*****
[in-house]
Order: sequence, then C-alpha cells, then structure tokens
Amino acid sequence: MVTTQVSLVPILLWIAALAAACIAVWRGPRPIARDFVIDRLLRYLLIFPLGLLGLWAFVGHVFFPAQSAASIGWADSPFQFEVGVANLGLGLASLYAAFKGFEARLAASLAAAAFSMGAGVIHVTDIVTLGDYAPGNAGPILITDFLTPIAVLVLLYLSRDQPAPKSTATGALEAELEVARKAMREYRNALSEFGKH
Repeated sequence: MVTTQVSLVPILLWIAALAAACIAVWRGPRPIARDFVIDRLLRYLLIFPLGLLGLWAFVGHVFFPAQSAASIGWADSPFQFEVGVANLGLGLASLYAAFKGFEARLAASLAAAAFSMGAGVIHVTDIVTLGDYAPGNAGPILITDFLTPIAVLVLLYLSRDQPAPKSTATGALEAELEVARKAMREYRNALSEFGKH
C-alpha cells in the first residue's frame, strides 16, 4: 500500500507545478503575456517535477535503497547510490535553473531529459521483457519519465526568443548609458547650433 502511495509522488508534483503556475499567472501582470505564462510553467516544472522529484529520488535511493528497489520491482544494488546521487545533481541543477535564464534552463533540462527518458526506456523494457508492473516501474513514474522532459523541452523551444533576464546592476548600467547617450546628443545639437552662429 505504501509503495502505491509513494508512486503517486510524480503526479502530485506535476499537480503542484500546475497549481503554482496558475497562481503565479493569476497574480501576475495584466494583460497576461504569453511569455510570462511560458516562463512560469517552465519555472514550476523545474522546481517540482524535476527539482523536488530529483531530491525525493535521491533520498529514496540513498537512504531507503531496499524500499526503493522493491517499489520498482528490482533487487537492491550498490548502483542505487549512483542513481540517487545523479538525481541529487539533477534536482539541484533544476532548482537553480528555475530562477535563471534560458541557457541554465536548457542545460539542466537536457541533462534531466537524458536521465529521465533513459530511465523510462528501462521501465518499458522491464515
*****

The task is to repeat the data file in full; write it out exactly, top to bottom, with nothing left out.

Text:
[in-house]
Order: sequence, then C-alpha cells, then structure tokens
Amino acid sequence: MVTTQVSLVPILLWIAALAAACIAVWRGPRPIARDFVIDRLLRYLLIFPLGLLGLWAFVGHVFFPAQSAASIGWADSPFQFEVGVANLGLGLASLYAAFKGFEARLAASLAAAAFSMGAGVIHVTDIVTLGDYAPGNAGPILITDFLTPIAVLVLLYLSRDQPAPKSTATGALEAELEVARKAMREYRNALSEFGKH
Repeated sequence: MVTTQVSLVPILLWIAALAAACIAVWRGPRPIARDFVIDRLLRYLLIFPLGLLGLWAFVGHVFFPAQSAASIGWADSPFQFEVGVANLGLGLASLYAAFKGFEARLAASLAAAAFSMGAGVIHVTDIVTLGDYAPGNAGPILITDFLTPIAVLVLLYLSRDQPAPKSTATGALEAELEVARKAMREYRNALSEFGKH
C-alpha cells in the first residue's frame, strides 16, 4: 500500500507545478503575456517535477535503497547510490535553473531529459521483457519519465526568443548609458547650433 502511495509522488508534483503556475499567472501582470505564462510553467516544472522529484529520488535511493528497489520491482544494488546521487545533481541543477535564464534552463533540462527518458526506456523494457508492473516501474513514474522532459523541452523551444533576464546592476548600467547617450546628443545639437552662429 505504501509503495502505491509513494508512486503517486510524480503526479502530485506535476499537480503542484500546475497549481503554482496558475497562481503565479493569476497574480501576475495584466494583460497576461504569453511569455510570462511560458516562463512560469517552465519555472514550476523545474522546481517540482524535476527539482523536488530529483531530491525525493535521491533520498529514496540513498537512504531507503531496499524500499526503493522493491517499489520498482528490482533487487537492491550498490548502483542505487549512483542513481540517487545523479538525481541529487539533477534536482539541484533544476532548482537553480528555475530562477535563471534560458541557457541554465536548457542545460539542466537536457541533462534531466537524458536521465529521465533513459530511465523510462528501462521501465518499458522491464515